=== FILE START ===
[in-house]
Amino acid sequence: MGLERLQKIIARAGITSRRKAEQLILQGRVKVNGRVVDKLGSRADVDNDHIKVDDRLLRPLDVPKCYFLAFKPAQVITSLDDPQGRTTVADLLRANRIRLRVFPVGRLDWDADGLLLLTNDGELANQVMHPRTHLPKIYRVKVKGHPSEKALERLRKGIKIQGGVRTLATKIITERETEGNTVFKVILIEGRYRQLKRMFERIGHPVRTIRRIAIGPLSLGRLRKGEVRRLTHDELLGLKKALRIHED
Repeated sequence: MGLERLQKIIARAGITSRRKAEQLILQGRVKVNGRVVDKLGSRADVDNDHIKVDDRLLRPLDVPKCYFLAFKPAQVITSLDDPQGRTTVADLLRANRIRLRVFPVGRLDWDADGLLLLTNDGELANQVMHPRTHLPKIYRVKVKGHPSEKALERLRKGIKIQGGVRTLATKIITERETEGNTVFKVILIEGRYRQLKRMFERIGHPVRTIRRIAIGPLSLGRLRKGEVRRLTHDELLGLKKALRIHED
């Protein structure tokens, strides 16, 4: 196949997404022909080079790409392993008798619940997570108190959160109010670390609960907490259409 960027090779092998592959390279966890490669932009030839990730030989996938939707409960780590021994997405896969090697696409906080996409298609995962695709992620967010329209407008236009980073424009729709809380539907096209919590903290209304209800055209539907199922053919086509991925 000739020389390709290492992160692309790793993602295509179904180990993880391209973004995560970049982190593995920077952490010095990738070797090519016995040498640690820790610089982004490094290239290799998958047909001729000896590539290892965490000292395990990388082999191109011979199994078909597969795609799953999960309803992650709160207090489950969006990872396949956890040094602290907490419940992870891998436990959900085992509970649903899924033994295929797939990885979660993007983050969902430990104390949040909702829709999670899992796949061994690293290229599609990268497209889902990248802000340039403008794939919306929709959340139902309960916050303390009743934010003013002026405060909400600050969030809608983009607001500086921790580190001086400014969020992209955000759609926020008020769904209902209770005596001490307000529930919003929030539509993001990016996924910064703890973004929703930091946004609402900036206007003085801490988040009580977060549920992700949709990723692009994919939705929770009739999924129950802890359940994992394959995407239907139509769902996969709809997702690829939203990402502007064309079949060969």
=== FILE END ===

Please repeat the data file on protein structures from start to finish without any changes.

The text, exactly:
[in-house]
Amino acid sequence: MGLERLQKIIARAGITSRRKAEQLILQGRVKVNGRVVDKLGSRADVDNDHIKVDDRLLRPLDVPKCYFLAFKPAQVITSLDDPQGRTTVADLLRANRIRLRVFPVGRLDWDADGLLLLTNDGELANQVMHPRTHLPKIYRVKVKGHPSEKALERLRKGIKIQGGVRTLATKIITERETEGNTVFKVILIEGRYRQLKRMFERIGHPVRTIRRIAIGPLSLGRLRKGEVRRLTHDELLGLKKALRIHED
Repeated sequence: MGLERLQKIIARAGITSRRKAEQLILQGRVKVNGRVVDKLGSRADVDNDHIKVDDRLLRPLDVPKCYFLAFKPAQVITSLDDPQGRTTVADLLRANRIRLRVFPVGRLDWDADGLLLLTNDGELANQVMHPRTHLPKIYRVKVKGHPSEKALERLRKGIKIQGGVRTLATKIITERETEGNTVFKVILIEGRYRQLKRMFERIGHPVRTIRRIAIGPLSLGRLRKGEVRRLTHDELLGLKKALRIHED
């Protein structure tokens, strides 16, 4: 196949997404022909080079790409392993008798619940997570108190959160109010670390609960907490259409 960027090779092998592959390279966890490669932009030839990730030989996938939707409960780590021994997405896969090697696409906080996409298609995962695709992620967010329209407008236009980073424009729709809380539907096209919590903290209304209800055209539907199922053919086509991925 000739020389390709290492992160692309790793993602295509179904180990993880391209973004995560970049982190593995920077952490010095990738070797090519016995040498640690820790610089982004490094290239290799998958047909001729000896590539290892965490000292395990990388082999191109011979199994078909597969795609799953999960309803992650709160207090489950969006990872396949956890040094602290907490419940992870891998436990959900085992509970649903899924033994295929797939990885979660993007983050969902430990104390949040909702829709999670899992796949061994690293290229599609990268497209889902990248802000340039403008794939919306929709959340139902309960916050303390009743934010003013002026405060909400600050969030809608983009607001500086921790580190001086400014969020992209955000759609926020008020769904209902209770005596001490307000529930919003929030539509993001990016996924910064703890973004929703930091946004609402900036206007003085801490988040009580977060549920992700949709990723692009994919939705929770009739999924129950802890359940994992394959995407239907139509769902996969709809997702690829939203990402502007064309079949060969």